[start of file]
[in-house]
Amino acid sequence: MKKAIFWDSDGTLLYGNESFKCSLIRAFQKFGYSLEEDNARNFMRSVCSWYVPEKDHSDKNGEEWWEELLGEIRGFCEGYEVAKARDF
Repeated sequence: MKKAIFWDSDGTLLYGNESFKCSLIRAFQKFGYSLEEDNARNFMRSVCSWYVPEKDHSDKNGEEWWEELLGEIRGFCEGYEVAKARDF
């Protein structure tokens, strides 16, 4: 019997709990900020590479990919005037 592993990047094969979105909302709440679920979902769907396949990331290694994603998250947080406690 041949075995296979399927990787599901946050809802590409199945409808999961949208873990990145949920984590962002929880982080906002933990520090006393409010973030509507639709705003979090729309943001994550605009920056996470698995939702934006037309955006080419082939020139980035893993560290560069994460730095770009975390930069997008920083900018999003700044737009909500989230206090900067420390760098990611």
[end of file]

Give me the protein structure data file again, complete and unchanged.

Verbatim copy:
[in-house]
Amino acid sequence: MKKAIFWDSDGTLLYGNESFKCSLIRAFQKFGYSLEEDNARNFMRSVCSWYVPEKDHSDKNGEEWWEELLGEIRGFCEGYEVAKARDF
Repeated sequence: MKKAIFWDSDGTLLYGNESFKCSLIRAFQKFGYSLEEDNARNFMRSVCSWYVPEKDHSDKNGEEWWEELLGEIRGFCEGYEVAKARDF
């Protein structure tokens, strides 16, 4: 019997709990900020590479990919005037 592993990047094969979105909302709440679920979902769907396949990331290694994603998250947080406690 041949075995296979399927990787599901946050809802590409199945409808999961949208873990990145949920984590962002929880982080906002933990520090006393409010973030509507639709705003979090729309943001994550605009920056996470698995939702934006037309955006080419082939020139980035893993560290560069994460730095770009975390930069997008920083900018999003700044737009909500989230206090900067420390760098990611």